Cowriter Richard Gehr describes this enlightening book as "a studio edit of Phish in real-time conversation." Along with Fishman, Page McConnell, Mike Gordon, and Trey Anastasio are revealed in their own words, the result of a spate of interviews conducted by Gehr between 1996's New Year's Eve show at Boston's Fleet Center and 1997's year-end Madison Square Garden run. Much like a Phish show, the conversation rambles back and forth, and the complete portrait of the band only emerges subtly and indirectly, although it certainly does emerge. Most rewarding is when they discuss the process of performing and creating music. They describe "onstage love affairs" between two of the four, and how certain members basically ignored others for years at a time and then finally "discovered" them after a decade of playing together. Some may be happy to know that even Phish own up to the unevenness (read: boredom) of some of their extended musical journeys.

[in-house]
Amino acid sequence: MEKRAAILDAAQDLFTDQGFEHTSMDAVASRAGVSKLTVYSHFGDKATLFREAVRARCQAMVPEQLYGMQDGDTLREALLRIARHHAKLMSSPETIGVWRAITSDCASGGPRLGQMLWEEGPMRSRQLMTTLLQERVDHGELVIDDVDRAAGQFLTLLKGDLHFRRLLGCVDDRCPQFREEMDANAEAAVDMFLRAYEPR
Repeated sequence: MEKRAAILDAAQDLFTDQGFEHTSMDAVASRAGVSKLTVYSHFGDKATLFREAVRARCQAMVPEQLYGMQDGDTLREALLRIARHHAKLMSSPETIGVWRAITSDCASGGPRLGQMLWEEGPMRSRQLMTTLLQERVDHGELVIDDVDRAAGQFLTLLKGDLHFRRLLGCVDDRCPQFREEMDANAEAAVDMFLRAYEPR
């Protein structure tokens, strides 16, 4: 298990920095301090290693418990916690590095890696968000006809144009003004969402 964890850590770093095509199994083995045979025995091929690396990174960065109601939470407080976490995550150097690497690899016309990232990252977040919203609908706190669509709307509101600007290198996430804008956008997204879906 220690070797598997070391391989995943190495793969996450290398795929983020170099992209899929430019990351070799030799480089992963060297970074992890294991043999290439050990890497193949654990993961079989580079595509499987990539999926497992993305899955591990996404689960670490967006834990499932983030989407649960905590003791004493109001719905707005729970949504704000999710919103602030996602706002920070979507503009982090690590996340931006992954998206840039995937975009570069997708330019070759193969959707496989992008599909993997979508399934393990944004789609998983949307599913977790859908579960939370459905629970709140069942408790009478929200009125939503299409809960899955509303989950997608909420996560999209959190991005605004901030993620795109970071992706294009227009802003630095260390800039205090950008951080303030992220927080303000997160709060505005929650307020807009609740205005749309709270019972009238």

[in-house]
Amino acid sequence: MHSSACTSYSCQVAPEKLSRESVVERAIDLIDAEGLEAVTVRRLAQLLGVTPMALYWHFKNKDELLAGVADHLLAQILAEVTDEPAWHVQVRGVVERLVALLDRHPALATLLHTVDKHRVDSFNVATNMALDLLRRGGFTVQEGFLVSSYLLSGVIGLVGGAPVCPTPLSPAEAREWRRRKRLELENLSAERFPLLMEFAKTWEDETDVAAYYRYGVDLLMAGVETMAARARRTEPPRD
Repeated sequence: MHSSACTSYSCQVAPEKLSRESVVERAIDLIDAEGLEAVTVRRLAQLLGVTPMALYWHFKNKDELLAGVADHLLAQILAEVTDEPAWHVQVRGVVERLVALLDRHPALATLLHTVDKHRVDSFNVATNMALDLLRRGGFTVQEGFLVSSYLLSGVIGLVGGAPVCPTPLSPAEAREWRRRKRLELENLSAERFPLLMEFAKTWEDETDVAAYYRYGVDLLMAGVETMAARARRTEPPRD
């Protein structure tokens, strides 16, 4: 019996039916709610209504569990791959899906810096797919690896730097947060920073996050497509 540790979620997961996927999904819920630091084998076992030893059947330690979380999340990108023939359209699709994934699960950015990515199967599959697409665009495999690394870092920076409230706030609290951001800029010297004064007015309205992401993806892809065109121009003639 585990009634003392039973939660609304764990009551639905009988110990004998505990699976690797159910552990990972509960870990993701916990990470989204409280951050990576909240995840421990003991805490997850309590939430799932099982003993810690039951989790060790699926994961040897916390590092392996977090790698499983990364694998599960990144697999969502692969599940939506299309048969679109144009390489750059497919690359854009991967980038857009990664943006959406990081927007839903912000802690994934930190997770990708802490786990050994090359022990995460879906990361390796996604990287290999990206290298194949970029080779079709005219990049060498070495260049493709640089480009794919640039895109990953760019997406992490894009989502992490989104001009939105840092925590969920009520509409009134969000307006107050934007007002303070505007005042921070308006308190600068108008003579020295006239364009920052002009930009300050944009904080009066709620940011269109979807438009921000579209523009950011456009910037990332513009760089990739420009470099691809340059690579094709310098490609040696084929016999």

In many ways, The Phish Book serves as a gift to die-hard fans, often diving into some of the band's more esoteric mythology: the origins of songs and lyrics, the various recording processes, the Dude of Life, and so on. The treasure-trove of photos includes shots of bars and stadiums, onstage and backstage, giant flying hot dogs, fans clothed and not, Fishman clothed and not. But the uninitiated can gain much-needed perspective from this enjoyable book as well. They'll learn how Phish find a connection between all styles of music, and use this connection (implied or otherwise) to inform their own music. And they might be surprised to discover how much substance there is behind the twirling fans and endless jams. --Marc Greilsamer --This text refers to an out of print or unavailable edition of this title.